Utah state treasurer pulls millions from investment firm for climate and social program

Utah State Treasurer Marlo Oaks moved about $100 million in state money previously managed by the BlackRock investment company to the various asset managers. BlackRock, he said, pushed an environmental and social agenda instead of bringing the best financial return to state taxpayers.

“The key asset of any investment manager is trust. It’s hard to trust an investment manager who has adopted more than one objective. When a manager is trying to achieve a dual goal, it’s possible for returns to suffer or volatility to increase,” Oaks said, noting that BlackRock funds were a small part of the $30 billion Public Treasurers investment fund. Utah dollars.

Oaks went so far as to say BlackRock, the world’s largest asset manager with $10 trillion in stocks, bonds and other assets under management, is a national security threat. “BlackRock is rewarded in China. They make a lot of money in China and it damages national security.

A representative for BlackRock declined to comment on Oaks’ claims, per company policy. But BlackRock has faced similar complaints in other GOP-dominated states, and the company said its efforts were driven by clients who want long-term investment prospects. More than half of the assets managed by BlackRock are held by pension funds that have long-term investment objectives.

“We focus on sustainability not because we’re environmentalists, but because we’re capitalists and trustees for our customers,” said BlackRock founder and CEO Larry Fink. its annual letter to CEOs in January.

Pension fund unchanged

The Public Treasurers Investment Fund is where the state, cities, counties, and other public entities can park their money to earn investment income until needed. It is separate from the $45.1 billion held by Utah’s Retirement Systems, which funds the pensions of public employees statewide.

As state treasurer, Oaks sits on the board of Utah Retirement Systems, but investment decisions are made by the full seven-member panel. Utah Retirement Systems spokesman Brian Holland said URS has about $6.8 billion under BlackRock’s management and hasn’t made any changes to its portfolio or its managers. of ESG-related assets.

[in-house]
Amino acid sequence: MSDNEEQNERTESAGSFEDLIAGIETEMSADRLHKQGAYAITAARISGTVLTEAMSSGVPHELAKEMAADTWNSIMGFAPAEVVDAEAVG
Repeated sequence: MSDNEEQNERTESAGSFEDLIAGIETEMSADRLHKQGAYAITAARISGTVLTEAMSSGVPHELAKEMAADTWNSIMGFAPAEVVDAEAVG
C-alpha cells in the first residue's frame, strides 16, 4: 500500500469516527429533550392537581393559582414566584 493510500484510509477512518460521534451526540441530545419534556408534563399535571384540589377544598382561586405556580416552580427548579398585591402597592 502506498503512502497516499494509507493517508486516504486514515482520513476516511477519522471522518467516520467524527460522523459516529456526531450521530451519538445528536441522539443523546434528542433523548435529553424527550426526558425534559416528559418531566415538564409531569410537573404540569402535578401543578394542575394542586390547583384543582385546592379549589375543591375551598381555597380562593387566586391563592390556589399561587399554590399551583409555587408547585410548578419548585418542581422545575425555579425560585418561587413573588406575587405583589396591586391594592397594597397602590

“However, the Utah State Retirement Board continuously monitors the performance of our investment managers and makes changes as needed,” Holland said. “We consider all material risk and return factors.”

(Chris Samuels | The Salt Lake Tribune) Utah State Treasurer Marlo Oaks speaks with delegates to the Utah Republican Party nominating convention, Saturday, April 23, 2022, in Sandy.

Oaks’ decision stems from an effort by Republican state treasurers who are challenging so-called environmental, social and governance policies that have spread to big business and investment firms. Treasurers say the policies distort capital markets and deny funding to fossil fuel industries.

But ESG advocates say financial firms and ratings agencies are responding to market demand to steer away from these industries. Advisors at global management consulting firm McKinsey wrote in a quarterly report last month that companies increase their risk if they don’t think about ESG. “While valid questions have been raised about ESG, the need for companies to understand and address their externalities will likely become critical to maintaining their social license.”

“Left” Agenda

Oaks detailed his views in an opinion piece from the Wall Street Journal in May, which focused on Standard & Poor’s decision to provide ESG ratings for each of the 50 states. He said the ratings are driven by S&P’s subjective beliefs rather than objective financial measures.

“It’s easy to see that these beliefs are left-wing,” Oaks said. “S&P assigns a lower ESG score to states that have both “physical risks” such as earthquakes and natural disasters and a higher percentage of their economy tied to natural resource extraction, such as Texas, ‘Alaska and Louisiana.’

He noted that he and other Utah political leaders wrote a letter to S&P objecting to the ESG ratings it assigned to Utah and asking the company to withdraw them.